Keegan-Michael Key and Jordan Peele have built successful comedy careers out of satirizing nerd culture and, as critic Wesley Morris so aptly put it in a 2015 essay, “locating what’s funny about race without losing what’s disturbing about racism.” When their popular Comedy Central sketch show Key & Peele ended its five-season run last year, fans were disappointed, but bolstered by the hope of larger projects on the horizon. The first of these anticipated follow-ups, the kitten-centric action comedy Keanu, is now in theaters.
A goofy, loving send-up of action movies, Keanu introduces its titular (and adorable) feline star as he escapes a gangland shooting in Los Angeles and winds up on the doorstep of Rell (Peele), a slacker reeling from a breakup. Rell and his minivan-driving, George Michael-loving cousin Clarence (Key) dote on the kitten. When Keanu is stolen from Rell’s apartment, the two men discover he’s been taken by a gang called the Blips (the members are rejects from both the Bloods and the Crips), and descend into LA’s dangerous criminal underworld to get their cat back.
Keanu is really funny, most of the time. The plot can seem a little thin in places, and the driving conceit is pretty silly — the kind of thing that might work better as a sketch than as a full-fledged film. Fortunately, Key and Peele play off of each other so well that the film never totally goes flat, even when the plot seems forced. Some of that humor is situational, and some of it is character-based, particularly with Key’s character awakening his inner, long-suppressed tough guy.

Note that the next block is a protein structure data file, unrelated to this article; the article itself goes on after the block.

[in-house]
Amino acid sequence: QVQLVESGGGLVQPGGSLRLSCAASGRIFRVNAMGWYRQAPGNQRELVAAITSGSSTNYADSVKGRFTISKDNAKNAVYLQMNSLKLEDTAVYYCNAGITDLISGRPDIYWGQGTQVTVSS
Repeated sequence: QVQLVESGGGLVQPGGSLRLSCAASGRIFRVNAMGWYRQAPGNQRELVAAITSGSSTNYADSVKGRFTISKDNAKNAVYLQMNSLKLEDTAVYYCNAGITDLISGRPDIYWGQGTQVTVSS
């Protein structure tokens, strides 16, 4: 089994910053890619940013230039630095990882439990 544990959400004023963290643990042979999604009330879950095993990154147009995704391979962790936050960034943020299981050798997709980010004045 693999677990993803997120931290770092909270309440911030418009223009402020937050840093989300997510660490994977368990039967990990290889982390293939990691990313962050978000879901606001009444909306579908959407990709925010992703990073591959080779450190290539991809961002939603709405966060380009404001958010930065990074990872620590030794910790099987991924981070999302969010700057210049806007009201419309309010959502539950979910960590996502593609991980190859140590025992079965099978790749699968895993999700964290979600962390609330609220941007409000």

The film also definitely isn’t the darker satire audiences came to expect from later seasons of Key & Peele, though it does touch on themes of racial identity and false perception that have frequently shown up in the duo’s sketches. There are even a couple of moments in Keanu where Peele, co-writer Alex Rubens, and director Peter Atencio seem to consciously steer tense situations in a different direction.
That choice might disappoint some viewers hoping for a more biting, message-driven experience. But hard-hitting commentary isn’t the point of Keanu. Instead, this is Key and Peele taking a break from most of the heavy stuff, and getting back to the nerd-centric comedy they love, using a perspective that is honest to their own personalities, and one that they’ve often said goes under-represented in popular culture: the black nerd.
As two guys who grew up with a limited selection of cultural role models, Key and Peele carved out a space for themselves with their show, and are continuing to do so — and to give guys like them someone to relate to — with Keanu. As Key noted in a recent interview, “If we wanted to be the nerdy black guys who also got to be action heroes, who else was going to write that movie?”
Regardless of whatever stylistic flaws Keanu may have, that perspective, successfully expressed onscreen, is worth noting.